Yes I did. And I got a very sincere apology and admittance of guilt from her, too. Two things I had never received from an adult before. I was used to receiving excuses, not apologies, from adults. So yes, I still remember being thrown into the pool, and I don't recommend it as a teaching method. What I do recommend, however, is owning up to one's mistakes. The way my freshman English teacher owned up to hers. With sincerity, honesty, and humility. 

My English teacher didn't have to do anything, but give me tips on my writing. I would have never known her secret. I could have even made my English grade an easy A, by throwing guilt her way, all freshman year long. But I wasn't made like that and neither was she. 

To this day, her honesty and sincerity have stuck with me as testament to the proper way of dealing with our own mistakes, big and small. It is refreshing to remember her candor, after  years of watching our politicians and world leaders, on all sides of the aisles, throw accusations around at one another like spoiled toddlers, rarely admitting mistakes and misdeeds. 

With my English teacher's confession and subsequent apology in mind, I have a few etiquette tips for "owning" one's mistakes, misdeeds, faux pas, and fibs.

Some polite way ways of owning up to one's mistakes, missteps, flat-out lies or social blunders:
  1. Admitting the lie by saying something along the lines of, "I am sorry. I was not truthful." or "I knew what I was saying was a lie and I take full responsibility. I am sorry. Please forgive me." or even, "I'm so sorry. I should have told you the truth."
  2. Never shooting the messenger, even if the messenger is there only to reveal your blunder, mistake, misstep, or lie.
  3. Never drawing attention to other people's mistakes or blunders. Acknowledging your own mistake or blunder, and adding a sincere apology, helps put you in a better light.
Some impolite ways of owning up to one's mistakes, and worst reactions to missteps, flat-out lies or blunders:
  1. Trying to get out of a lie by saying something along the lines of, "I misspoke." or "I misunderstood what I was saying." or even, "I should have been more careful with my words."
  2. Quibbling over one's definition of a simple word like "is."
  3. Drawing attention to other people's mistakes or blunders, without even acknowledging your own mistake or blunder.
  4. Completely ignoring the issue, people hurt or those affected by your actions. 
Many people are still trying to come up with their New Year's resolutions for 2017. I am recommending "Owning it" be on the top of the politicians' lists!

Sunday, September 4, 2016

Mixing Etiquette with Humor

Evidently the photographer was still hanging around when Shelley Winters showed up at the police station to claim her man.

Anyone who knows me well, knows that I have a slew of etiquette books. I have old, collectable books, vintage books, antiquarian books, and even a few new ones hanging around. My favorites are the vintage etiquette books. I especially love any original tomes by Amy Vanderbilt, Letitia Baldrige and Miss Manners. Those are true gems.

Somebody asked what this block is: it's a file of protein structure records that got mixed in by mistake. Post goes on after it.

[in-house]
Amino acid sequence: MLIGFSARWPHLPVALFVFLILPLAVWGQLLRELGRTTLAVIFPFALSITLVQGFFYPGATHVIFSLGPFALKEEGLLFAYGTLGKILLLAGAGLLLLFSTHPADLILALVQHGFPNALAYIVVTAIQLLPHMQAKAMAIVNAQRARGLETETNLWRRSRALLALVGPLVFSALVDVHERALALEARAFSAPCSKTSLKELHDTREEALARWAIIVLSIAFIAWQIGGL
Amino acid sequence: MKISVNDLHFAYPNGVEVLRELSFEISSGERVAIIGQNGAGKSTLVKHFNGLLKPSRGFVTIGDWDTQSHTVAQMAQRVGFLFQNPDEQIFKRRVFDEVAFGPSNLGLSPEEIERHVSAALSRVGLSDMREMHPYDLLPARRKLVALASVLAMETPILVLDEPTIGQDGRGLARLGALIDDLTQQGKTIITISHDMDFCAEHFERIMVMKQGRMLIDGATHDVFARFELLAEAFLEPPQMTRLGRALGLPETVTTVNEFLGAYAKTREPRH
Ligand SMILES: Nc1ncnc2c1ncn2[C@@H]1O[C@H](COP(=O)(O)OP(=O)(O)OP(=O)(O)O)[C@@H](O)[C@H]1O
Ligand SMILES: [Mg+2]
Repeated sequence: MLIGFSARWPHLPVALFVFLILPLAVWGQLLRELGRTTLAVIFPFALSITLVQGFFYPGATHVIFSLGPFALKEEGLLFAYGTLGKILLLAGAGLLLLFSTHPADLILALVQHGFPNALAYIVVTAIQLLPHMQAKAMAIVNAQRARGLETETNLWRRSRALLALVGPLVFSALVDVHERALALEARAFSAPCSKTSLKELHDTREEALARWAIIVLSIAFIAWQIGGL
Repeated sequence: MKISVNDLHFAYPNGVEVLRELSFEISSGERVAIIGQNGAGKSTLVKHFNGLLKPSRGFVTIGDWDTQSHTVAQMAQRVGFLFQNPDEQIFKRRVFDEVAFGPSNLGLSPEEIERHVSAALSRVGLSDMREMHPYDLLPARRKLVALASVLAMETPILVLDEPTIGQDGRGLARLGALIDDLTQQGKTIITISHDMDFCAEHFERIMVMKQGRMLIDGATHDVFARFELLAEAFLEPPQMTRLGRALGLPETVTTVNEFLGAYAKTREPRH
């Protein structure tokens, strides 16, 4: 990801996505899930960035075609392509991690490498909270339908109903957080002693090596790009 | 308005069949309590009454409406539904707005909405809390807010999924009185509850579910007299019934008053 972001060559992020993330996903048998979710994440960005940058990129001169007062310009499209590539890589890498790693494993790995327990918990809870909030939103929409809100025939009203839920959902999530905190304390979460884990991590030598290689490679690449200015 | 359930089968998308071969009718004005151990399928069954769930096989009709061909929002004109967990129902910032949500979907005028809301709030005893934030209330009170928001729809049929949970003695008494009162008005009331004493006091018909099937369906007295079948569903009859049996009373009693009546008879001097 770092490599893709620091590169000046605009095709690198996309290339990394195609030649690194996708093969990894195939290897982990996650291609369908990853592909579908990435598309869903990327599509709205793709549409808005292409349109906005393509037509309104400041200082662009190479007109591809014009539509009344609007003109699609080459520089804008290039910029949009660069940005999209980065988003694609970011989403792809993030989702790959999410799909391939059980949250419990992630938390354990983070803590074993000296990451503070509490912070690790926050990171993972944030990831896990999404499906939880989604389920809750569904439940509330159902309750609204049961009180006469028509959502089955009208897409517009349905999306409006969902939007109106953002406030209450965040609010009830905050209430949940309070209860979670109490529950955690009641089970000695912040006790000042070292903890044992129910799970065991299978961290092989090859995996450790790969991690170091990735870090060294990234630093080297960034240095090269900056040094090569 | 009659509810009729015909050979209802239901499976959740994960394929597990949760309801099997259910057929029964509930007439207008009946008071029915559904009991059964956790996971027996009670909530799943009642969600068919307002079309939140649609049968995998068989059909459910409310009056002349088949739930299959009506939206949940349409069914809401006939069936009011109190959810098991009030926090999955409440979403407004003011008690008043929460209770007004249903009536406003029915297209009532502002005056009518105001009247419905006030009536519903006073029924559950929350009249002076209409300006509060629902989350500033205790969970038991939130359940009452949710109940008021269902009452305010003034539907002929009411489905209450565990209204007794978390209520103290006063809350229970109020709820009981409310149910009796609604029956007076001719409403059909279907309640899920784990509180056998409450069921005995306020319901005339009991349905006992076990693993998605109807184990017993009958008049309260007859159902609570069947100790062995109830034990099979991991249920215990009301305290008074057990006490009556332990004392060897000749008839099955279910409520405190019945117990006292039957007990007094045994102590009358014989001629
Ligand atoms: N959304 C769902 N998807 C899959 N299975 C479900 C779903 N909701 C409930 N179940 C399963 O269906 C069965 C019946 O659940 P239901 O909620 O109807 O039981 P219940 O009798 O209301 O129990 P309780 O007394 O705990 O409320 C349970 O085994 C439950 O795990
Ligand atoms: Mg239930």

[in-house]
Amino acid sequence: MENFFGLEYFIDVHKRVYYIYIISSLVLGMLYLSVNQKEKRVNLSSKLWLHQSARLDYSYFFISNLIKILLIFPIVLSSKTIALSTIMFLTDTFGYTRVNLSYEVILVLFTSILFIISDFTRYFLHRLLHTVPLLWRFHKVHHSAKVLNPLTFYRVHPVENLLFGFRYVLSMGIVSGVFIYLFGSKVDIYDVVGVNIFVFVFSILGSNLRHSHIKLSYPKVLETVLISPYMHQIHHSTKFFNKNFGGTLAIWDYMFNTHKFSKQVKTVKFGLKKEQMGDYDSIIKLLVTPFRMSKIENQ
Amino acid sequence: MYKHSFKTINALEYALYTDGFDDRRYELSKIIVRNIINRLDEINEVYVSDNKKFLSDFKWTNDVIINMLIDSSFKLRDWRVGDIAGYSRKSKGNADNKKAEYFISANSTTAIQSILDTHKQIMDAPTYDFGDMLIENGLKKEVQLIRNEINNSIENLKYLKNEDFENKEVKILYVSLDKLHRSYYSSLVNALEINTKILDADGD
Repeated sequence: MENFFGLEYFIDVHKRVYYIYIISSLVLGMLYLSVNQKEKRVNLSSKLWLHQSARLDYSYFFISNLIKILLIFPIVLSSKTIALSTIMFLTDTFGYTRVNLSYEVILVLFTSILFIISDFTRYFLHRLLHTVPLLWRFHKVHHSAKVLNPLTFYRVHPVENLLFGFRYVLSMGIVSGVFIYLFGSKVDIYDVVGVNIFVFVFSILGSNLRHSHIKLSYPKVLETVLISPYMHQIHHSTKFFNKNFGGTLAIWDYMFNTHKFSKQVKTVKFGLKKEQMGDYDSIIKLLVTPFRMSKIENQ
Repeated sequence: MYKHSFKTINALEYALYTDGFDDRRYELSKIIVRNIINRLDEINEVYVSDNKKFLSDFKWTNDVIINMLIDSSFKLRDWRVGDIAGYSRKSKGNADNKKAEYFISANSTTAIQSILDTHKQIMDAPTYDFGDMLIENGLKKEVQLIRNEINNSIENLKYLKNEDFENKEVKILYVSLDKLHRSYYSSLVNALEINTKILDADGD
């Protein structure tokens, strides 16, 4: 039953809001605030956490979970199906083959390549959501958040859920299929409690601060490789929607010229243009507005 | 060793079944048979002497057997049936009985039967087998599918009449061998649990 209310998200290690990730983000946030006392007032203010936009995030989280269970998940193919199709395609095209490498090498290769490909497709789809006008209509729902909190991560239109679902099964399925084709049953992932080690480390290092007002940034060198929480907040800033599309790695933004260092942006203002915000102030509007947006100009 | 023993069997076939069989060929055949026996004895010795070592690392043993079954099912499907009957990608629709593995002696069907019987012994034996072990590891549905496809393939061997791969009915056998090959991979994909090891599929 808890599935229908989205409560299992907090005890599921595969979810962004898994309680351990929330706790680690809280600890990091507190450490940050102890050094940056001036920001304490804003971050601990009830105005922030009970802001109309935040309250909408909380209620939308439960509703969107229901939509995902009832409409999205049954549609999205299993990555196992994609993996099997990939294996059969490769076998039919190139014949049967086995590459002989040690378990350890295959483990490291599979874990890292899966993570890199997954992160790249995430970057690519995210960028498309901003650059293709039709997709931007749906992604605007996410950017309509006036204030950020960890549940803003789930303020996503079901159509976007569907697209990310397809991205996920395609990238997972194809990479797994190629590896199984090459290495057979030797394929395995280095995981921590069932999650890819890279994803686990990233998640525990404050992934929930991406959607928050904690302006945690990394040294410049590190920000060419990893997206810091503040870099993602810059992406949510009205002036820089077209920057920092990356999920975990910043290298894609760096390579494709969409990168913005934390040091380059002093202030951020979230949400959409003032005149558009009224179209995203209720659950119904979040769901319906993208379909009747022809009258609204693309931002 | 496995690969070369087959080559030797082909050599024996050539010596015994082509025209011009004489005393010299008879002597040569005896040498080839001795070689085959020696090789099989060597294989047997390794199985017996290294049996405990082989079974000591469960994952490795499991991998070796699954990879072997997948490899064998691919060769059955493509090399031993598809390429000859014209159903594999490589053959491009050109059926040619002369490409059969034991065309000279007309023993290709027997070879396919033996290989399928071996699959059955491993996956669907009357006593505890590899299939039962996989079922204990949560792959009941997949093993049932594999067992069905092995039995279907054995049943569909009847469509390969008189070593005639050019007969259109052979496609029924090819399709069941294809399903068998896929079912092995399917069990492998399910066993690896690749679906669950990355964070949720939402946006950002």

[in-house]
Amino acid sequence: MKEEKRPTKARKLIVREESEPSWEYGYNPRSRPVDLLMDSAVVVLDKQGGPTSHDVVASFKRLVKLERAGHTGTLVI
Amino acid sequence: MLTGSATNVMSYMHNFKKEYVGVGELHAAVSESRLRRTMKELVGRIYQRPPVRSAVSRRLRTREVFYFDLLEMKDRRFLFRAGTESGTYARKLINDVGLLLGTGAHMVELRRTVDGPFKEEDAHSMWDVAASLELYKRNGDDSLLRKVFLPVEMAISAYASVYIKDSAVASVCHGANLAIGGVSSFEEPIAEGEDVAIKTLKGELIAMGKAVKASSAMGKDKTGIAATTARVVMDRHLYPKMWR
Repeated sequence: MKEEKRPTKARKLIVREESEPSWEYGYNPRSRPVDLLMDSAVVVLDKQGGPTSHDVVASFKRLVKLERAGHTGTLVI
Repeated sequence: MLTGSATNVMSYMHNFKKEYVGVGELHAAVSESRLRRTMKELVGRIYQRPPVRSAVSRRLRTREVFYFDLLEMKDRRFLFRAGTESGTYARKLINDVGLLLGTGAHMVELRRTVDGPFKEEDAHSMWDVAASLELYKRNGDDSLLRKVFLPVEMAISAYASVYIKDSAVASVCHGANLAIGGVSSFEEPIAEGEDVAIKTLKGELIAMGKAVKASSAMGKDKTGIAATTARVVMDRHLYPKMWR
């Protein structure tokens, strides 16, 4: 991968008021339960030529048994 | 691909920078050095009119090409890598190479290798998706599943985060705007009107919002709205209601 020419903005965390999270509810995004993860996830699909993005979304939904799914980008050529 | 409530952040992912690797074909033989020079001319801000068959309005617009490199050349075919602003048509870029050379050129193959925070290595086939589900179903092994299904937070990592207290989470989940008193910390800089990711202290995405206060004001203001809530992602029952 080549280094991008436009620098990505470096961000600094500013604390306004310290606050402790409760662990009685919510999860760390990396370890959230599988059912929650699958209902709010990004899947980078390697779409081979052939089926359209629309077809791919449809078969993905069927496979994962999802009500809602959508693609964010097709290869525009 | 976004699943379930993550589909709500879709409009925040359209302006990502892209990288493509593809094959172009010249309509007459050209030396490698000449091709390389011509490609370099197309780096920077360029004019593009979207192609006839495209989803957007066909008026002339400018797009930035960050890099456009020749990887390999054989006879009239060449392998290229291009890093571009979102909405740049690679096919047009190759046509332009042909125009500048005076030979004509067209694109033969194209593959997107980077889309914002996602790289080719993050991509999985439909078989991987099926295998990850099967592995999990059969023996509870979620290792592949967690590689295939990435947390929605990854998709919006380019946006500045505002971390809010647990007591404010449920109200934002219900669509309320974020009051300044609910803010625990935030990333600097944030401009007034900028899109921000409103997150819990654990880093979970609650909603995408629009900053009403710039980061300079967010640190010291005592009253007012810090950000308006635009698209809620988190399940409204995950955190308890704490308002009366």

Every once in awhile, I come across an article or blog post referencing new manners or the "new etiquette" for modern living. In reality, the manners and etiquette needed aren't new, but how we spend our daily lives is changing at such a rapid pace, the "old etiquette" just needs a bit of tweaking to adapt. In some cases, the old etiquette still fits just fine.

Anyone who knows me well, also knows I edit and moderate the Etiquipedia© Etiquette Encyclopedia blog. Whenever I am looking for new things to post, or reading submitted articles, I find things that are well written, funny and honestly helpful with regard to "new etiquette." This one is a gem! In our celebrity obsessed culture, this plea for new etiquette, from 1957, was a refreshing reminder of just how innocent the 1950s seemed.

New Book Needed

"MY GOOD deed for this day is a gratis presentation of a million dollar idea to Amy Vanderbilt and her host of imitators. The etiquette authorities, in their eagerness to transform us into a nation of Fauntleroys and Miss Prisses have somehow overlooked a virgin territory ripe for their ministrations. The ladies have prescribed the ground rules for every social contingency (rum apple bobbing to zebra hunting), but they have let their public down woefully on a 'Book of Etiquette As She Is Practiced in Hollywood.'

THERE IS a crying well, maybe, a screaming need for such a tome. Such a volume, if written by Mme. Fearless Fairless, would clear up the justifiable confusions that assail the civilian or non-Hollywood mind when Miss Shelley Winters (the inflammable Bernhardt of the screen), and her fiance, Anthony Franciosa, who is incadescent on his own, became entangled with (1) a news photographer and (2) with the law. The nuances of Hollywood social usage and the delicate shadings of custom in the cinema capital are splendidly illustrated by this fracas and also the necessity of a book that will explain these tribal taboos to outlanders.

TO BEGIN WITH Miss Winters and Franciosa have made no secret of their betrothal in any Broadway or theatre gossip column which would print the word. Nor has the phrase "Festively Top Secret" been stamped on the news that they would be wedded once the fiance was divorced by his wife. Furthermore, Miss Winters has never shown any more repugnance to being photographed by the press than, say, Jayne Mansfield. So when Miss Winters and her fiance went publicly and together to the Superior Court Building in Los Angeles to make an open and public bid on a home in Beverly Hills, a news photographer started to take a routine picture of the pair.